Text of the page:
I guess the point I’m trying to make here is this: while it’s clear that email occupies an ever more pivotal role in our daily communications, it can often be a little overwhelming.  And this, in turn, brings up a important question: is email the best way to communicate your key messages or ideas these days? More tangibly, can you be sure your email will stand-out amongst the hundred or so other emails flooding your client’s inbox? Will they pay attention to what you have to tell them? As of late, the happy elves of have been considering just such questions and are busy at work brainstorming new and unique ways the drawbacks of email can be alleviated.

        “Time and time again,” says James Manke, owner of, “our most successfully designed websites are those where good communication exists between us and our client.” Exploring ways to augment this vital communication, without bombarding clients with truckloads of requests or approvals via email, is of chief concern. One way James and the team believe they can accomplish this is through a new software called Jing.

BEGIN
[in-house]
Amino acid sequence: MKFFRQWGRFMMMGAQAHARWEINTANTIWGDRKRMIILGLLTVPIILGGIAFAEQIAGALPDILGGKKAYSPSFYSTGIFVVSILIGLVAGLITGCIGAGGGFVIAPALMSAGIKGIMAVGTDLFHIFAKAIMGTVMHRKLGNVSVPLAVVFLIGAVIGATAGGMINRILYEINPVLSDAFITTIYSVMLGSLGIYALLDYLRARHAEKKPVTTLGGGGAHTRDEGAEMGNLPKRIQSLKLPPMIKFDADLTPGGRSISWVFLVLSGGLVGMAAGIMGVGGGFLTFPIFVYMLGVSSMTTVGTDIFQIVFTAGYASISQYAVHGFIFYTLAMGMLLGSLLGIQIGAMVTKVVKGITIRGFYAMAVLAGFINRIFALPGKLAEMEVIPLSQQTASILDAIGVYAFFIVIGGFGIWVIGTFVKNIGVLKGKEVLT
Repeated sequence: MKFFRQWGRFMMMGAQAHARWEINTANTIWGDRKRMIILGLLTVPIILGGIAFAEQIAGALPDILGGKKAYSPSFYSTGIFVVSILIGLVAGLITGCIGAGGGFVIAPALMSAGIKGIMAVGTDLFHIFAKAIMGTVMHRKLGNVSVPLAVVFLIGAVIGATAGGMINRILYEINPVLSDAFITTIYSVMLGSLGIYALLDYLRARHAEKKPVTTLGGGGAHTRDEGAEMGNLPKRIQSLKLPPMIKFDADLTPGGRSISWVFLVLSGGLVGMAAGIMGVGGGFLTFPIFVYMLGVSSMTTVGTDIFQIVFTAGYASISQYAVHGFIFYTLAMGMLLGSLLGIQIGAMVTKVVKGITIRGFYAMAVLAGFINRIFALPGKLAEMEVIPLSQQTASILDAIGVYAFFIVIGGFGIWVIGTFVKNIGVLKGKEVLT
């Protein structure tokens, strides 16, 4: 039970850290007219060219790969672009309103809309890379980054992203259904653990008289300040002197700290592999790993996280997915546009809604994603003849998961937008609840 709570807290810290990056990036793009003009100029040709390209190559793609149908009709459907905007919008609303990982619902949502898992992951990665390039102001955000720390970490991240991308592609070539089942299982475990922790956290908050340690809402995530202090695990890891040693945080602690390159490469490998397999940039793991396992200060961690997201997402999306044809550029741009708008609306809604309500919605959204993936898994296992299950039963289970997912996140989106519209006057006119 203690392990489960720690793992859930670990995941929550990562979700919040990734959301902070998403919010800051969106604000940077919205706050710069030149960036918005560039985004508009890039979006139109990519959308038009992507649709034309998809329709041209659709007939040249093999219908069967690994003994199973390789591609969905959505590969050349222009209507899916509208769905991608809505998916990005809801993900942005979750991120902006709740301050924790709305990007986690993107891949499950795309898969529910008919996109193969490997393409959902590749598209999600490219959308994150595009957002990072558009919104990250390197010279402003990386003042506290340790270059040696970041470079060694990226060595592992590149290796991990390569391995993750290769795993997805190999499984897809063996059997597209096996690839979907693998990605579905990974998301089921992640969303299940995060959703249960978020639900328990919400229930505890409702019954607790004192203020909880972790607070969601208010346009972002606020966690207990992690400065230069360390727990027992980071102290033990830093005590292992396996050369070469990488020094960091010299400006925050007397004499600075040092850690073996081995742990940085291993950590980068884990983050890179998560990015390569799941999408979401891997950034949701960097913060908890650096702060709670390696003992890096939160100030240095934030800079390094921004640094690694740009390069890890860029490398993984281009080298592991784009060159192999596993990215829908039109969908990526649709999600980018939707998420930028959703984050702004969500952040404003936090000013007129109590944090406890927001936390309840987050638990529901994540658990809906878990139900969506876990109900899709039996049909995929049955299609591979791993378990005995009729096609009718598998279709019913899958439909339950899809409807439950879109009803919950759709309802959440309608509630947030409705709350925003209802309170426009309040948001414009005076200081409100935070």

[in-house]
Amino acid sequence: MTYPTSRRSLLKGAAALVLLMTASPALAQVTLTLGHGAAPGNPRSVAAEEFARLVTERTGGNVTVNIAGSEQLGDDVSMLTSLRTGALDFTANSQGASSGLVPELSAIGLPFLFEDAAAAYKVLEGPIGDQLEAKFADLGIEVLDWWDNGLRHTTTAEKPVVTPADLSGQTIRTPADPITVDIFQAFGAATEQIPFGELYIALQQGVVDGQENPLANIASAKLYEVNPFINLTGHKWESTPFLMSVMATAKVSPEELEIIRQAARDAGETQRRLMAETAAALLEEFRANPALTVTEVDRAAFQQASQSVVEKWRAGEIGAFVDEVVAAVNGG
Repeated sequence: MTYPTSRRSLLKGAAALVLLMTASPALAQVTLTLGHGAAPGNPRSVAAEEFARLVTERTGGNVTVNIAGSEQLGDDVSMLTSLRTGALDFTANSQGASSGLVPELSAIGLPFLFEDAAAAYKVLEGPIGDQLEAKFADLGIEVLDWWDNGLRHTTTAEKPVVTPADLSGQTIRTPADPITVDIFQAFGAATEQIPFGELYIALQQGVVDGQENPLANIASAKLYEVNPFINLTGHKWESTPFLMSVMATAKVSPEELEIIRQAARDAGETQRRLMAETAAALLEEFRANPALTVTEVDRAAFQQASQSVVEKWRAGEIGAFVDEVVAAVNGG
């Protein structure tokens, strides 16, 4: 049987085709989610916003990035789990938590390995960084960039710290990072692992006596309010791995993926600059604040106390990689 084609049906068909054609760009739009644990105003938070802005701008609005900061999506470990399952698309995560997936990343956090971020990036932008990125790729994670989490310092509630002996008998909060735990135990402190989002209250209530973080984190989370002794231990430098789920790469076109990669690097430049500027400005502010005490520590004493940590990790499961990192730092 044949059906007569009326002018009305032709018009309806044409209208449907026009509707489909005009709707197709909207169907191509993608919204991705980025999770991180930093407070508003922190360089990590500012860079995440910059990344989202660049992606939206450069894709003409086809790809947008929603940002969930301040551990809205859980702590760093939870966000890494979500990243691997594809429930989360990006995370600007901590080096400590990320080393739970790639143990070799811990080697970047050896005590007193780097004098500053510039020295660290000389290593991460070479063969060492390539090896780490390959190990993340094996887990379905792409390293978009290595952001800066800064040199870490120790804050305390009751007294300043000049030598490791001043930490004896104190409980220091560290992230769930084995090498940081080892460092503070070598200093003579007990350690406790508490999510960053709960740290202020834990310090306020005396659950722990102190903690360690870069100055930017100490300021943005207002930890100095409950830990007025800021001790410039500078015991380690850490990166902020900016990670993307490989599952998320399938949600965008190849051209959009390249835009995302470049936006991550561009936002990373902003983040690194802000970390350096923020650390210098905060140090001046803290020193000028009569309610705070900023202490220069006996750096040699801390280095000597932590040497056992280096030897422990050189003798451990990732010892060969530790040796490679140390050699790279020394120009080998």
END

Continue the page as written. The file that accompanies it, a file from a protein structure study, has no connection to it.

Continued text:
At its root, Jing allows James and the team to instantly capture screen shots or record desktop videos of the projects they’ve been working on for clients. These images and video can then be uploaded to a temporary website where Yellow Dawg clients can view their emerging project and provide direct feedback at a time of their choosing. “It cuts down on email, phone and in-person consultation, yet improves transparency for our clients,” says James, “Clients want to be a part of the creation of their website’s design and functionality. Jing’s ‘Visual conversation’ technology empowers them to do this.”